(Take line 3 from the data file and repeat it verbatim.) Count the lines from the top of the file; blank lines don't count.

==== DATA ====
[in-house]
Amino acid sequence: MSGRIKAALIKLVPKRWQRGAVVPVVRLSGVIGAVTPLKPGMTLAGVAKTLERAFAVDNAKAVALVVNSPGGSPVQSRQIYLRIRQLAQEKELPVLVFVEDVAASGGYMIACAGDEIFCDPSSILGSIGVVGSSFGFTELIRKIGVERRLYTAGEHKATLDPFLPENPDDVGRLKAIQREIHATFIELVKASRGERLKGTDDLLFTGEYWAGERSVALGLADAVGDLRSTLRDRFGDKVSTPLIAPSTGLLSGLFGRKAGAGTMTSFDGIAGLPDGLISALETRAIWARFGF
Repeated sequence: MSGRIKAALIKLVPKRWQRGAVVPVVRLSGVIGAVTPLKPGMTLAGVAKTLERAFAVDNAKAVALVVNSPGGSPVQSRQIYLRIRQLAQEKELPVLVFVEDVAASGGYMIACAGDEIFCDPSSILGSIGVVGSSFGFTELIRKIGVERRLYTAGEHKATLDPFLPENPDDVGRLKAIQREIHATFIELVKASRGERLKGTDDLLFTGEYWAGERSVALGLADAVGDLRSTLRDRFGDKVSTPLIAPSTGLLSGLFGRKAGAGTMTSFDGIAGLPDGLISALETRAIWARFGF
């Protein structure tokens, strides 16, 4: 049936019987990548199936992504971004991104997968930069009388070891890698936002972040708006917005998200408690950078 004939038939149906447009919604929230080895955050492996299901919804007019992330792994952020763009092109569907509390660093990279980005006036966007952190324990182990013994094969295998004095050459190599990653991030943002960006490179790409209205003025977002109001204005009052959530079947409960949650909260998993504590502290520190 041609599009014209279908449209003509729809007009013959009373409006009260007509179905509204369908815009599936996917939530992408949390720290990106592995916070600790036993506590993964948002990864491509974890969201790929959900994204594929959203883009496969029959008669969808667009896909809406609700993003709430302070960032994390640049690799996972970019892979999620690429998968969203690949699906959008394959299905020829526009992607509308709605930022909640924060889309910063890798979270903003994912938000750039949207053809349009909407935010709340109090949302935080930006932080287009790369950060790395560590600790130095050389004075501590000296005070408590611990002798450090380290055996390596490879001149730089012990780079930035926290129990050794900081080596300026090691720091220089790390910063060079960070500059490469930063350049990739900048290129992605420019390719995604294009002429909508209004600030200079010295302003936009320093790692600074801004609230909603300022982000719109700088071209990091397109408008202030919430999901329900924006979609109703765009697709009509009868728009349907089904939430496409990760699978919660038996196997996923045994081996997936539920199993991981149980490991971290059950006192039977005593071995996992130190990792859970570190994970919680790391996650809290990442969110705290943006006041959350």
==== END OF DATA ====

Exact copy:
Repeated sequence: MSGRIKAALIKLVPKRWQRGAVVPVVRLSGVIGAVTPLKPGMTLAGVAKTLERAFAVDNAKAVALVVNSPGGSPVQSRQIYLRIRQLAQEKELPVLVFVEDVAASGGYMIACAGDEIFCDPSSILGSIGVVGSSFGFTELIRKIGVERRLYTAGEHKATLDPFLPENPDDVGRLKAIQREIHATFIELVKASRGERLKGTDDLLFTGEYWAGERSVALGLADAVGDLRSTLRDRFGDKVSTPLIAPSTGLLSGLFGRKAGAGTMTSFDGIAGLPDGLISALETRAIWARFGF